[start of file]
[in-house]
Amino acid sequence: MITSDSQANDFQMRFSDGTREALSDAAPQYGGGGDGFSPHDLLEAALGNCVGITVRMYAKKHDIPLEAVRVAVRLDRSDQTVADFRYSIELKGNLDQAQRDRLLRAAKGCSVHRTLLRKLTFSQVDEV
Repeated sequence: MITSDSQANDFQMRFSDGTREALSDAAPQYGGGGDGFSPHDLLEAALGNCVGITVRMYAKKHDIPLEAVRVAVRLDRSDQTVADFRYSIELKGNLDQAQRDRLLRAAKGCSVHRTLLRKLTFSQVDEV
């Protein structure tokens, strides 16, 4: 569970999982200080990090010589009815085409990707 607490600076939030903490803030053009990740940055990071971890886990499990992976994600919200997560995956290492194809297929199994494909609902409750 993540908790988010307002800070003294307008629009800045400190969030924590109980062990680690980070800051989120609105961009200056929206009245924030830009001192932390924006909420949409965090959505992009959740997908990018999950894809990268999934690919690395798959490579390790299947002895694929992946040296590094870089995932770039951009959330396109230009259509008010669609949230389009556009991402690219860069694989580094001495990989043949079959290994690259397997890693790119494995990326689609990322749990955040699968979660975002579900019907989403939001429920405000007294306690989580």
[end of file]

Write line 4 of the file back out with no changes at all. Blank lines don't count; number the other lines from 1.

């Protein structure tokens, strides 16, 4: 569970999982200080990090010589009815085409990707 607490600076939030903490803030053009990740940055990071971890886990499990992976994600919200997560995956290492194809297929199994494909609902409750 993540908790988010307002800070003294307008629009800045400190969030924590109980062990680690980070800051989120609105961009200056929206009245924030830009001192932390924006909420949409965090959505992009959740997908990018999950894809990268999934690919690395798959490579390790299947002895694929992946040296590094870089995932770039951009959330396109230009259509008010669609949230389009556009991402690219860069694989580094001495990989043949079959290994690259397997890693790119494995990326689609990322749990955040699968979660975002579900019907989403939001429920405000007294306690989580």